- Mengzi with Selections from Traditional Commentaries. Translated by Bryan W. Van Norden. Indianapolis: Hackett Publishing Company, Inc., 2008. Book 1A (pages 1-15), Book 2A (pages 33-49), selection from Book 3A (pages 65-68), selection from Book 3B (page 83), selection from Book 4A (pages 96-97), and selection from Book 6B (pages 165-170).
- Hansen, Valerie. The Open Empire: A History of China to 1600. New York: W. W. Norton and Company, 2000. Selection from Chapter 2, “The Age of the Warrior and the Thinker: Double Ears and Confucius (770 B.C.-221 B.C.)”(pages 79-89).
Session IV: Xunzi: Political Philosophy Between Confucianism and Legalism. What is Xunzi’s account of human nature, and how does it influence his account of the state and its proper power over citizens? Are Xunzi’s taxation policies comparable to classical liberal notions of taxation? Is virtue the choice of altruism over self-interest, or the choice of a sophisticated form of self-interest over a base form?
- Knoblock, John. Xunzi: A Translation and Study of the Complete Works, Volume II, Books 7-16. Stanford, California: Stanford University Press, 1990. Selections from Book 9 (pages 94-102, 109-111, and 120-130) and Book 11 (pages 149-170).
- Knoblock, John. Xunzi: A Translation and Study of the Complete Works, Volume III, Books 17-32. Stanford, California: Stanford University Press, 1994. Selections from Book 23 (pages 150-157).
- Hansen, Valerie. The Open Empire: A History of China to 1600. New York: W. W. Norton and Company, 2000. Selection from Chapter 2, “The Ageof the Warrior and the Thinker: Double Ears and Confucius (770 B.C.-221 B.C.)”(pages 89-95).
Session V: Han Fei Tzu on State Authority and Rulership. What is Han Fei’s conception of the state, the limits of its power, and its relationship to the people? How does he propose a ruler motivate citizens to comply with the law? What freedoms do citizens have in the legalist state?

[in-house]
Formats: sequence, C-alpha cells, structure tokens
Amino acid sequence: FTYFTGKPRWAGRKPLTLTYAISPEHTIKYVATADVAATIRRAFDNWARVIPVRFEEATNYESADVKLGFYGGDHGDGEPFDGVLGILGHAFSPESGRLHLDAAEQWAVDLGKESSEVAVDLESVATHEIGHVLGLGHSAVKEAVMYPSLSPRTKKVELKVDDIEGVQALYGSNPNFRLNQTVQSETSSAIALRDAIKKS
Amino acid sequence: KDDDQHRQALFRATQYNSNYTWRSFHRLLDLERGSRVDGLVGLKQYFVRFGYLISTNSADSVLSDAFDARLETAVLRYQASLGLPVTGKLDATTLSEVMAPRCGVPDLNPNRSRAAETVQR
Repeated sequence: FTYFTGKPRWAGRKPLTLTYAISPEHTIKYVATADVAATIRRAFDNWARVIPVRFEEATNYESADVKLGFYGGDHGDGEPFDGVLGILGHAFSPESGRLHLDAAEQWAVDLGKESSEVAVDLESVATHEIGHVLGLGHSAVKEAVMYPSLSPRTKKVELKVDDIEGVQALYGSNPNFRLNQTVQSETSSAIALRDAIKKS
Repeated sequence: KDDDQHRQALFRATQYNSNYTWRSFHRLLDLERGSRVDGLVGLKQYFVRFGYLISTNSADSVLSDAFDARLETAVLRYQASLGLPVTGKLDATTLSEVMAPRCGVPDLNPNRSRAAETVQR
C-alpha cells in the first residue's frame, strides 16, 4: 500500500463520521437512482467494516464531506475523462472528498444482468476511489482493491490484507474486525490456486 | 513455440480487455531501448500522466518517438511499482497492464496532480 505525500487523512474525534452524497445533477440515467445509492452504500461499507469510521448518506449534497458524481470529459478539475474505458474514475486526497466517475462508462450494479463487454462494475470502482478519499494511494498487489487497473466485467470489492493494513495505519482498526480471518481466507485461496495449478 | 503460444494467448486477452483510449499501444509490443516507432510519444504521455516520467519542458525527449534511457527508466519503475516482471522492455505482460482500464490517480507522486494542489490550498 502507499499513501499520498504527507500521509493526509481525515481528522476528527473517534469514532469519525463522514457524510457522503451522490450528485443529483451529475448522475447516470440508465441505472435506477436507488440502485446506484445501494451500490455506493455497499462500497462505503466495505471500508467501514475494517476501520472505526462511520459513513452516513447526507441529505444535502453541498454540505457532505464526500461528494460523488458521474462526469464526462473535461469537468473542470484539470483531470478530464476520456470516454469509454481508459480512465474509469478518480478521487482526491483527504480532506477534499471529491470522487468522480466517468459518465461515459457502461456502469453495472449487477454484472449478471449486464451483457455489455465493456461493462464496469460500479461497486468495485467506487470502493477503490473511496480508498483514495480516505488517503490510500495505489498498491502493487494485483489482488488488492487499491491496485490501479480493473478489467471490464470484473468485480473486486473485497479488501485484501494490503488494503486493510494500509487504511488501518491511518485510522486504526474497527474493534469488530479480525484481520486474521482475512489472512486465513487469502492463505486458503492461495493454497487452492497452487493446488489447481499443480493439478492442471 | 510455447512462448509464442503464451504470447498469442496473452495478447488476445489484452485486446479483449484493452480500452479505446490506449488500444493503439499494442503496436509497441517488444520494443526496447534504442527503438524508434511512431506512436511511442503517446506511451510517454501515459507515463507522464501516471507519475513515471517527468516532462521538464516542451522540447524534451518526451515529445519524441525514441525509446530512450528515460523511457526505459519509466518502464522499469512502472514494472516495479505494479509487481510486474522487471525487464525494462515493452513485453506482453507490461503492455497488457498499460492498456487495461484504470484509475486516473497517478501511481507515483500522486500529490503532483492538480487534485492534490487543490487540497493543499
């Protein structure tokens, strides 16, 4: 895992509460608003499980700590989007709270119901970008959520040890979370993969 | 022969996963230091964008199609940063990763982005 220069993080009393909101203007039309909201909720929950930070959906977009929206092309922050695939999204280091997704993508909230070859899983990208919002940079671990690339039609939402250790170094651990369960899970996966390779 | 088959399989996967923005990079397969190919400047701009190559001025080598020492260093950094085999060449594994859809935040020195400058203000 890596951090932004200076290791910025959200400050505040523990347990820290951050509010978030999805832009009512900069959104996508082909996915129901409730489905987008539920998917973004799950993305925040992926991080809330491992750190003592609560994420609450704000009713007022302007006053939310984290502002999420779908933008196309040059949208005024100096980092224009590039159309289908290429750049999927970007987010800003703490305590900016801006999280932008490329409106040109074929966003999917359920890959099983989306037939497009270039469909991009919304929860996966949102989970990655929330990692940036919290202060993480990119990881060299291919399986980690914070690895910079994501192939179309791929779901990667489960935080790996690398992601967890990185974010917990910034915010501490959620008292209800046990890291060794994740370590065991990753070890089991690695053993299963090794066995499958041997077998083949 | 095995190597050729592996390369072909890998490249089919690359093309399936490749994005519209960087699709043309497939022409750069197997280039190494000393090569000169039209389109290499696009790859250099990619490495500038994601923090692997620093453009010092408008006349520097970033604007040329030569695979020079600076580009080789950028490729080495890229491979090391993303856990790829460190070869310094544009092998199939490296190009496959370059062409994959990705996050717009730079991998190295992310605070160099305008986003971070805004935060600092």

- Han Fei Tzu. Basic Writings. Translated by Burton Watson. New York: Columbia University Press, 1964. Section 5, “The Way of the Ruler”(pages 16-20), Section 6, “On Having Standards”(pages 21-29), Section 8, “Wielding Power”(pages 35-42), and Section 49, “The Five Vermin”(pages 96-117).
Session VI: Discourses on Salt and Iron: State Monopolies, Tax Policy, and Economic Freedom. Eventually legalist scholars held sway over the Emperor and put in place state monopolies on key industries, but what was their justification for these monopolies? How do the two political philosophies contrast in regard to their tax policies, views on military expansion, and agricultural policies? How close do the Confucians come to a defense of individual economic liberty and free markets?
- Discourses on Salt and Iron: A Debate on State Control of Commerce and Industry in Ancient China. Translated by Esson M. Gale. Taipei, Taiwan: Ch’eng Wen Publishing Company, 1973. Chapter 1, “The Basic Argument”(pages 1-11), Chapter 2,“Hold Fast the Plough”(pages 12-17), Chapter 7, “In Criticism of Shang Yang”(pages 40-49), Chapter 14, “The Ratio of Production”(pages 85-91), and Chapter 17, “The Poor and the Rich”(pages 106-111).
- Hansen, Valerie. The Open Empire: A History of China to 1600. New York: W. W. Norton and Company, 2000. Selection from Chapter 3, “The Creation of Empire (221 B.C. -A.D. 200)”(pages 112-117 and 130-135).
- Long, Roderick T. Rituals of Freedom: Libertarian Themes in Early Confucianism. Auburn, Alabama: The Molinari Institute, 2016. Chapter 8, “The Machinery of Freedom”(pages 71-80).